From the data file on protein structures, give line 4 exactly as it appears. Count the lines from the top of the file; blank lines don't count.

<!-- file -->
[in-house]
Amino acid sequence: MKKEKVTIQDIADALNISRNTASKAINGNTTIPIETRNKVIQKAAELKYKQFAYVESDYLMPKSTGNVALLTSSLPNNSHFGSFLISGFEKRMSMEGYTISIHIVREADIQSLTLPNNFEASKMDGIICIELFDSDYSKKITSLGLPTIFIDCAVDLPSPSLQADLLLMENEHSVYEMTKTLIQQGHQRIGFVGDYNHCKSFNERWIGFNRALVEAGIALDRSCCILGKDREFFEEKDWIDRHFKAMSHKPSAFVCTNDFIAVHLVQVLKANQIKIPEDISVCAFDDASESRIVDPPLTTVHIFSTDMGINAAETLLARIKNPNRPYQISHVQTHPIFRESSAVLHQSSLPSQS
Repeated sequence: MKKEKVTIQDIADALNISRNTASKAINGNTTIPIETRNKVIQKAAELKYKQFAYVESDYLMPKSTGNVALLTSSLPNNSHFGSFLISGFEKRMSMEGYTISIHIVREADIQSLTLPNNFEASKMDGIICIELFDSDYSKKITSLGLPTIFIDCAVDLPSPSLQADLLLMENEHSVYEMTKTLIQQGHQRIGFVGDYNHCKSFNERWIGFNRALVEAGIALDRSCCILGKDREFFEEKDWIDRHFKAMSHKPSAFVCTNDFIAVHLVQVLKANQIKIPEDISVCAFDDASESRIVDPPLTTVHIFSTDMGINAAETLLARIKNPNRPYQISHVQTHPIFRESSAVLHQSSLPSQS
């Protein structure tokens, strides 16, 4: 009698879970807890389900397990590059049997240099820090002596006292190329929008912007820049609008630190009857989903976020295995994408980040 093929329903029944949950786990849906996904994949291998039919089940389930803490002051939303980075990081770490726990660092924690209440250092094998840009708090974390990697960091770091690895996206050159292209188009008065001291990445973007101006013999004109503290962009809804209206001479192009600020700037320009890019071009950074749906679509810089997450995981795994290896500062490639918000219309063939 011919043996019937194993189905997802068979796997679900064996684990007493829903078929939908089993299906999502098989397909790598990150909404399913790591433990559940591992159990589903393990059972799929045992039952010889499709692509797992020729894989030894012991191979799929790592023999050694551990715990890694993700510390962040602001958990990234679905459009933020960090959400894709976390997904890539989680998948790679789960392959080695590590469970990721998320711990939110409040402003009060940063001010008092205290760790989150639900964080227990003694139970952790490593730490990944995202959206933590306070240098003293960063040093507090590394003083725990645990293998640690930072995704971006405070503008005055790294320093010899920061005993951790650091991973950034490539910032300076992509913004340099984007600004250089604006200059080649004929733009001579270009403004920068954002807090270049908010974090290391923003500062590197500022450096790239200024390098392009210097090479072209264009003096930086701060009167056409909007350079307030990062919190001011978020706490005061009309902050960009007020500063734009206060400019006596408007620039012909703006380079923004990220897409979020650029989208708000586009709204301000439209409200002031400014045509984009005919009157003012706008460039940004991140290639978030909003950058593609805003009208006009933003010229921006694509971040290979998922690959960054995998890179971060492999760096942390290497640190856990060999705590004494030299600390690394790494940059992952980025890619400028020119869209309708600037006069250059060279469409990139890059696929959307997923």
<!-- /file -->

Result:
């Protein structure tokens, strides 16, 4: 009698879970807890389900397990590059049997240099820090002596006292190329929008912007820049609008630190009857989903976020295995994408980040 093929329903029944949950786990849906996904994949291998039919089940389930803490002051939303980075990081770490726990660092924690209440250092094998840009708090974390990697960091770091690895996206050159292209188009008065001291990445973007101006013999004109503290962009809804209206001479192009600020700037320009890019071009950074749906679509810089997450995981795994290896500062490639918000219309063939 011919043996019937194993189905997802068979796997679900064996684990007493829903078929939908089993299906999502098989397909790598990150909404399913790591433990559940591992159990589903393990059972799929045992039952010889499709692509797992020729894989030894012991191979799929790592023999050694551990715990890694993700510390962040602001958990990234679905459009933020960090959400894709976390997904890539989680998948790679789960392959080695590590469970990721998320711990939110409040402003009060940063001010008092205290760790989150639900964080227990003694139970952790490593730490990944995202959206933590306070240098003293960063040093507090590394003083725990645990293998640690930072995704971006405070503008005055790294320093010899920061005993951790650091991973950034490539910032300076992509913004340099984007600004250089604006200059080649004929733009001579270009403004920068954002807090270049908010974090290391923003500062590197500022450096790239200024390098392009210097090479072209264009003096930086701060009167056409909007350079307030990062919190001011978020706490005061009309902050960009007020500063734009206060400019006596408007620039012909703006380079923004990220897409979020650029989208708000586009709204301000439209409200002031400014045509984009005919009157003012706008460039940004991140290639978030909003950058593609805003009208006009933003010229921006694509971040290979998922690959960054995998890179971060492999760096942390290497640190856990060999705590004494030299600390690394790494940059992952980025890619400028020119869209309708600037006069250059060279469409990139890059696929959307997923």